His Master's Voice (9.24.12)
A question: do kaliblind atheists have a point when they say that there is no evidence of God, and that if there were such evidence, then they would be believers? By "evidence," they usually mean something along the lines of magic. That is, they want to see something that is utterly inexplicable and defies all logic and reason -- you know, pink fairies under the bed. A miracle.
Let's look at it from God's point of view. Does he want to be known? Does he want people to know of his existence? So we have heard from the wise. But how does one reveal evidence of a person, especially if that person abides in a higher dimension, so to speak?
For example, how could I prove to my dog that I as a person exist? It's not as easy as it sounds, because dogs only experience you in dog categories. They might see you as the alpha dog, and respond accordingly. But they can't really conceive of your interior personhood. It is a dimension they cannot enter. I suppose they can apprehend some of its "energies," but never its essence, to throw a bone to one of man's best palamas.
Balthasar asks, "How, then, can we speak of the 'form of Christ' when most things about him -- the essential: his divinity and all the mysteries connected with it -- remain hidden and unfathomable in their internal depths of meaning?"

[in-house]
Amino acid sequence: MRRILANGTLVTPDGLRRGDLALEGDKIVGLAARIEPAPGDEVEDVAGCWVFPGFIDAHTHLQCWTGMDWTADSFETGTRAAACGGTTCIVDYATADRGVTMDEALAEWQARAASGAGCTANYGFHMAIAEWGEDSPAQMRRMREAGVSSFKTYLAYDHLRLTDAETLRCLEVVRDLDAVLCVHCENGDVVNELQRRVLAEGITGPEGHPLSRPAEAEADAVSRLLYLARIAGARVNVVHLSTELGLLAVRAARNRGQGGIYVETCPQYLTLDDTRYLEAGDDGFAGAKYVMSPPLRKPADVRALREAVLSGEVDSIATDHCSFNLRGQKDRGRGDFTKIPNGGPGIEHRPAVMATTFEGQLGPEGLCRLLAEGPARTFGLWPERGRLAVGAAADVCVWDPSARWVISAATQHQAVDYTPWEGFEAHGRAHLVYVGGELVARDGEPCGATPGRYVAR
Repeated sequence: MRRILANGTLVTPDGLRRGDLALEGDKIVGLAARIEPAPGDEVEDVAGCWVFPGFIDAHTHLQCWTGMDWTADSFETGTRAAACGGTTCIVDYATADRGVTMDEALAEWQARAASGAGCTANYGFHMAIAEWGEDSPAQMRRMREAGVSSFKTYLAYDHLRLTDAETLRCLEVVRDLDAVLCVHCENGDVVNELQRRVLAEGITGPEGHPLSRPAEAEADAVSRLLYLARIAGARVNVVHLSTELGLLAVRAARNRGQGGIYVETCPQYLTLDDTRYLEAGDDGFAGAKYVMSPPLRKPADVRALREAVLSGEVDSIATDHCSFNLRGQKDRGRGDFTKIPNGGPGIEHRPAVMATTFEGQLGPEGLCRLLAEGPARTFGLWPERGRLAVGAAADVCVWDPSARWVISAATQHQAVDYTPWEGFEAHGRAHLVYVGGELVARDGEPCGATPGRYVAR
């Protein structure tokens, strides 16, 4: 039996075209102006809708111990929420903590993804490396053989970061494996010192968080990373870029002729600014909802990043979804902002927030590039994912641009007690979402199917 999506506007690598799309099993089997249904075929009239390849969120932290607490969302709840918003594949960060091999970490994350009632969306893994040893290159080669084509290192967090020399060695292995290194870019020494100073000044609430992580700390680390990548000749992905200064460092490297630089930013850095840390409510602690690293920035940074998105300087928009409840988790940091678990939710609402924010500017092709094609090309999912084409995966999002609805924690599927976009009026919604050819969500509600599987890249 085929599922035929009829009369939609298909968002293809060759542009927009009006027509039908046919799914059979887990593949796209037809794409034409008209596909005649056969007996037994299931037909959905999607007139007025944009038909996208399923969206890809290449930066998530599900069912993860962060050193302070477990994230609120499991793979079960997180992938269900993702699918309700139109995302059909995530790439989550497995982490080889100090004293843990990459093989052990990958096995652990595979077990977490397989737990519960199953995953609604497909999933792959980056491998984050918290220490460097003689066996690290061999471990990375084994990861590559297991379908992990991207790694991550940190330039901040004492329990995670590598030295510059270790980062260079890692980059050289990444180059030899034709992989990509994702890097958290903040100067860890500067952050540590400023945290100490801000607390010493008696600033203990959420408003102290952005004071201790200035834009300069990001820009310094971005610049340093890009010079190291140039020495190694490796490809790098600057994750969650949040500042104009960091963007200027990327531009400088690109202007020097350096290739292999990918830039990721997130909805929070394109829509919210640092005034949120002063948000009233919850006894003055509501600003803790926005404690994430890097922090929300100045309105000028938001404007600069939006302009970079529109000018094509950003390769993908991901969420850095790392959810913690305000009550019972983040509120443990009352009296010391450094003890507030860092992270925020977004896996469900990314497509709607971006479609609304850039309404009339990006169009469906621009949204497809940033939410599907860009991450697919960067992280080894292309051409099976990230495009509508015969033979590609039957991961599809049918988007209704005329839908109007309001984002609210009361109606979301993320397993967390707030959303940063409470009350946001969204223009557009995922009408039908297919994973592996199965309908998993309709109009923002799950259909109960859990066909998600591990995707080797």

He responds that "We must begin by replying that the first and pre-eminent intention of the self-revealing God is, precisely, really to reveal himself, really to become comprehensible to the world as far as possible." In other words, we have to assume that God really is "putting himself out there," and that, for whatever reason, this is how he feels the climb can best be accompliced.
Again, we have to put ourselves in the position of a dog trying to understand our master. A lot of what the master does is going to be incomprehensible to us, even though that is never the point. Likewise, if God's intention "were to make those who believe in him assent to a number of impenetrable truths, this would surely be unworthy of God and it would contradict the very concept of revelation" (Balthasar). In other words, we can't really call it "revelation" if it doesn't reveal something of God's interior, something we are capable of fathoming.
However, at the same time, we cannot pretend that we could ever fully comprehend God, any more than we could ever comprehend even another human being. Thus, "a necessary part of this manifestation is his eternal incomprehensibility."
But here again, this "incomprehensibility" is by no means synonymous with "ignorance." Rather, it is to apprehend the divine from within the mode of mystery; as such, it is more like a direct transmission of the myster-er to the myster-ee, or contained (♂) to container (♀).
I'm sure you're all well aware of this feeling. We call it (≈). One of our tasks is to "amplify" (≈), which is hardly to increase our ignorance, but to sensitize our receptor, or (¶), so as to transduce (≈) into (n). Thus, as Balthasar observes, this paradoxical communication is not "a negative determination of what one does not know, but rather a positive and almost 'seen' and understood property of him whom one knows."